- CE7 (Surveillance Obligations) - In this critical element we can observe a significant drop in the overall level of compliance in comparison with the results from previous year (as in CE4 and CE5). More than 30% of the non-compliances related to a lack of on-going verification of the implementation by ANSPs of ESARRs 2-6, or their corresponding EC rules where applicable. In addition, 22% of the deficiencies found in the CE related to the inappropriate, or lack of, oversight of changes in the on-going oversight performed by the NSAs. 17% of the non-compliances referred to safety regulatory auditing issues (more especially, programmes of audits and management of audit findings).
- CE8 (Resolution of Safety Concerns) - 35% of all non-compliances were related to the lack, or inappropriate use, of the analysis of ATM safety occurrences to improve regulatory decision-making and other safety regulatory processes. Nearly 30% of the deficiencies found referred to the enforcement of safety directives as per ESARR 1 and Regulation (EC) No 1315/2007, and to implementation of appropriate enforcement measures in accordance with Article 7(7) of Regulation (EC) No 550/2004 and Article 9 of Regulation (EC) No 549/2004.
Progress on Corrective Action Plans
A key feature of the ESIMS process is the development and implementation of Corrective Action Plans (CAPs) by States. CAPs address the deficiencies revealed in the audit process, and are incorporated into the final audit report, which also includes an evaluation of their effectiveness by SRU.
The following graph is based on the reports received from 18 States previously audited under ESIMS, and shows the progress made in the implementation of corrective actions.
The reports forwarded by States are based on their self-assessment, but the ESIMS process foresees the possibility of arranging follow up audits to double-check this aspect. Nevertheless, due to resource considerations, the Programme will confine itself to scheduling a limited number of follow-up audits by selecting a sample of two or three States per year. The first two follow-up audits will take place by the end of 2009.
Pan-European Problems Detected by ESIMS
The following “Generic Findings” stemming form the ESIMS audits appear to indicate the existence of some pan-European issues requiring action at European level:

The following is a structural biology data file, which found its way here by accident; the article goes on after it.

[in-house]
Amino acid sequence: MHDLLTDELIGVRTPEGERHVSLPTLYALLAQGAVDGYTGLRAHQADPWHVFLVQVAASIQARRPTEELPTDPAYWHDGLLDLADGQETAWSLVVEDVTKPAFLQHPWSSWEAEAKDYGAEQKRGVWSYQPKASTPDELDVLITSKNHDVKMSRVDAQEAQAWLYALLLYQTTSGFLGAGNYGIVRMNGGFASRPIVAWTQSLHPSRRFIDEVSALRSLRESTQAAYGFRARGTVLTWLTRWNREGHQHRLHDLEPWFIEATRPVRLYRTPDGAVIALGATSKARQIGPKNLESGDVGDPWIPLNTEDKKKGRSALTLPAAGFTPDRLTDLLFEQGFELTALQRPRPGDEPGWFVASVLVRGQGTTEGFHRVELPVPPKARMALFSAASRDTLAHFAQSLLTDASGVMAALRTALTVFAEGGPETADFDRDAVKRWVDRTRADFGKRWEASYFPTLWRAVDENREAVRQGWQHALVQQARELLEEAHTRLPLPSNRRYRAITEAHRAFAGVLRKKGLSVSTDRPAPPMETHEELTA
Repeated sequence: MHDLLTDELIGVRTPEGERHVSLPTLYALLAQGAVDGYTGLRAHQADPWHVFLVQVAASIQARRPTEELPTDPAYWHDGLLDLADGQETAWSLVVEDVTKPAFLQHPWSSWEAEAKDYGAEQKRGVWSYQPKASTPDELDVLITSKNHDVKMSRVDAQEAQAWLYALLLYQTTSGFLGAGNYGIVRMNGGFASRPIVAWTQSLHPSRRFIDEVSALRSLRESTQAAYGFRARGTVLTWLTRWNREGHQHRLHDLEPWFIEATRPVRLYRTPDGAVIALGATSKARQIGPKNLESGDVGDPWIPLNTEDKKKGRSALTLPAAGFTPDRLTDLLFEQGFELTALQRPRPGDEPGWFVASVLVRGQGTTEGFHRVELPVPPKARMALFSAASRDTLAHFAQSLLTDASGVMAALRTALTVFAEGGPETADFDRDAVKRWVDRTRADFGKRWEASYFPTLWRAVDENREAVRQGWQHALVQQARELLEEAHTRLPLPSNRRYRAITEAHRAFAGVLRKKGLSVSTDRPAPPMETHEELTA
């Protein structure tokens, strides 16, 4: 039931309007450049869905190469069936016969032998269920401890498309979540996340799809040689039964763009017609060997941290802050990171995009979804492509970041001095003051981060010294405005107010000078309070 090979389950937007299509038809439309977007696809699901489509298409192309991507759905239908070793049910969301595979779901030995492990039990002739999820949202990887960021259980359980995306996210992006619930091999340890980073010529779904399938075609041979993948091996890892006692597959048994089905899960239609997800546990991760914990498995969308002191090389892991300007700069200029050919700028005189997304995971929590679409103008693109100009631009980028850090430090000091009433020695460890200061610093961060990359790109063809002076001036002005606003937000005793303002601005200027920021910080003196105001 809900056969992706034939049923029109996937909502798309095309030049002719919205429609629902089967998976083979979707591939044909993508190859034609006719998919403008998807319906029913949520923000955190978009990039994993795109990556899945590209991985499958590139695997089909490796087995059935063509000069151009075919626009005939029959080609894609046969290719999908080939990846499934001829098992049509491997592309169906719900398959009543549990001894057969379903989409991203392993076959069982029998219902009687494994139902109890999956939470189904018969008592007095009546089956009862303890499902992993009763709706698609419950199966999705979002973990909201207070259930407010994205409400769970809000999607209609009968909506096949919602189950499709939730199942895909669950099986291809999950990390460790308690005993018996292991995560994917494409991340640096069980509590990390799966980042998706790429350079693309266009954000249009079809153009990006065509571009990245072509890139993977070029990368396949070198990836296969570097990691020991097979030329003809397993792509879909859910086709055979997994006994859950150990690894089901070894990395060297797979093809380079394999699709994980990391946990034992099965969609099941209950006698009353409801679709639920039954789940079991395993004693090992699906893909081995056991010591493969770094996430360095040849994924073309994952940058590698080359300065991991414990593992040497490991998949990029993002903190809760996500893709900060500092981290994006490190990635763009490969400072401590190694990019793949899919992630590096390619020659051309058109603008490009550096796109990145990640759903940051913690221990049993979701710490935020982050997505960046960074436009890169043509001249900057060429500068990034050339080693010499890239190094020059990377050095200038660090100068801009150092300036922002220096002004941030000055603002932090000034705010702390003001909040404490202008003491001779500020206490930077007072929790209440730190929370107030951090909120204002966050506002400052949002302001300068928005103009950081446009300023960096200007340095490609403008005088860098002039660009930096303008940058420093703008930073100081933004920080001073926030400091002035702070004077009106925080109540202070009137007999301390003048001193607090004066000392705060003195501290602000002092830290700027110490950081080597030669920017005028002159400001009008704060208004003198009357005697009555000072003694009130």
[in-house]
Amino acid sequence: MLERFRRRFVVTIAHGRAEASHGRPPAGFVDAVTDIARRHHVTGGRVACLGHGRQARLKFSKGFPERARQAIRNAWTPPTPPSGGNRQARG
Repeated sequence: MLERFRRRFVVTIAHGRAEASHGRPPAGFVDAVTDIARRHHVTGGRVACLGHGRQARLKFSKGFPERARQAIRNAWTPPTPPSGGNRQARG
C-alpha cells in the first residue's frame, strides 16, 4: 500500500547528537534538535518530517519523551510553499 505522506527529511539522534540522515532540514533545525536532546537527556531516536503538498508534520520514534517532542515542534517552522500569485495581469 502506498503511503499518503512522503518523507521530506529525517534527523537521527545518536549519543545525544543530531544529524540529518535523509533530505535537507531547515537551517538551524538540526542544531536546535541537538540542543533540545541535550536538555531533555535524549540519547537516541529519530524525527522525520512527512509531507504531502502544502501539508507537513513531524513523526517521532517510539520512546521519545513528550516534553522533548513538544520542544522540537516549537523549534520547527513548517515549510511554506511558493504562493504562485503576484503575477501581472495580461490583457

- Lack of arrangements for the safety oversight of ATFM and ASM by NSAs, notably in the case of the ATFM elements operated centrally by CFMU. As already explained in the SRC’s 2008 Annual Safety Report, this issue was raised at SRC by the Members States audited in ESIMS and various actions were taken to define an approach to this matter at European level. However, at this moment no solution has been implemented yet. This aspect becomes more relevant after the entry into force of ESARR 1 and Commission Regulation (EC) No 1315/2007 requiring the NSAs to exercise their safety oversight function also with regard to ATFM and ASM organisations.
- Problems related to the implementation of some ESARR provisions, where specific aspects complicated the transposition of ESARR into EC law (e.g. the ESARR 4 Risk Classification Scheme and ESARR 6). Nevertheless, significant improvement may follow in these areas as a result of the publication of Commission Regulation (EC) No 482/2008 transposing ESARR 6 into EC law and the current activities undertaken by the EC regarding the Risk Classification Scheme Mandate given to EUROCONTROL.
- Lack of formalisation of safety oversight arrangements regarding cross-border situations, which appears to be a constant issue across Europe.
- Poor implementation by NSAs of safety oversight of changes. This area appears to require particular attention and support to facilitate the NSAs’ new obligations as regards the acceptance of new systems and changes to existing systems.
- Lack of specification of enforcement measures for infringements to SES by certified providers as required in the relevant SES regulations.